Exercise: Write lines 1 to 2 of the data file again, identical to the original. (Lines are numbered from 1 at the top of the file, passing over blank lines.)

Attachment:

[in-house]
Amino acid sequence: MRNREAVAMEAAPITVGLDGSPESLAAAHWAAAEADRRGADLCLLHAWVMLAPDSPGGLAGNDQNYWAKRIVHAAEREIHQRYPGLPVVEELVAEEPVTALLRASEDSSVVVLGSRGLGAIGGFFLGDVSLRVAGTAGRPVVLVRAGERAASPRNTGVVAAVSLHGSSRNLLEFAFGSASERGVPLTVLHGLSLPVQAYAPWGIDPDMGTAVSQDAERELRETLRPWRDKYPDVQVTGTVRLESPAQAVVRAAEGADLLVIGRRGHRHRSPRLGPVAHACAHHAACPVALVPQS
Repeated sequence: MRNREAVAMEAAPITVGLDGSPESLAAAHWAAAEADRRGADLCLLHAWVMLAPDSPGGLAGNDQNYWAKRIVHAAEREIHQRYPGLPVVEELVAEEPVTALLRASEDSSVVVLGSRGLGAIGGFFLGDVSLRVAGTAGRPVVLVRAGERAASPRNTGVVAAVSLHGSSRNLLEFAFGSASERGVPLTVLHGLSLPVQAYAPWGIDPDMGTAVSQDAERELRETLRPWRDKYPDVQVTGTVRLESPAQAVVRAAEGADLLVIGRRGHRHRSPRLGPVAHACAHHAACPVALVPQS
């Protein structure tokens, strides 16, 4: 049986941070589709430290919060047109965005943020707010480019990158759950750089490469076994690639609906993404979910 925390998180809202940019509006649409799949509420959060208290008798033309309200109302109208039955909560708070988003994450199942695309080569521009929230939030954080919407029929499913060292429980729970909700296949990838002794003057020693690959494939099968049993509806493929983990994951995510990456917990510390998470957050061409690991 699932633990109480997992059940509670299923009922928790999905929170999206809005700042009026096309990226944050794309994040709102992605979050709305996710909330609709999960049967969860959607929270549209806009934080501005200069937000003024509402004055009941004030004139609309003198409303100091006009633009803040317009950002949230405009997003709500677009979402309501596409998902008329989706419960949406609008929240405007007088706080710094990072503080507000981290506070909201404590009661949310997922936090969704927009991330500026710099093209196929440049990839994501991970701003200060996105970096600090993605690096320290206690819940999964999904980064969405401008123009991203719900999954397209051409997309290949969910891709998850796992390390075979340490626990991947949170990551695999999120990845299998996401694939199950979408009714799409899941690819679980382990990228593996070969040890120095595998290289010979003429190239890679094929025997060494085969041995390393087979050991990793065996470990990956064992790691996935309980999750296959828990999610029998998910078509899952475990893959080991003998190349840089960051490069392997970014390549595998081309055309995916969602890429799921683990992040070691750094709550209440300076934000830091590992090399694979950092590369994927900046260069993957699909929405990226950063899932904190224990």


[in-house]
Amino acid sequence: MRNREAVAMEAAPITVGLDGSPESLAAAHWAAAEADRRGADLCLLHAWVMLAPDSPGGLAGNDQNYWAKRIVHAAEREIHQRYPGLPVVEELVAEEPVTALLRASEDSSVVVLGSRGLGAIGGFFLGDVSLRVAGTAGRPVVLVRAGERAASPRNTGVVAAVSLHGSSRNLLEFAFGSASERGVPLTVLHGLSLPVQAYAPWGIDPDMGTAVSQDAERELRETLRPWRDKYPDVQVTGTVRLESPAQAVVRAAEGADLLVIGRRGHRHRSPRLGPVAHACAHHAACPVALVPQS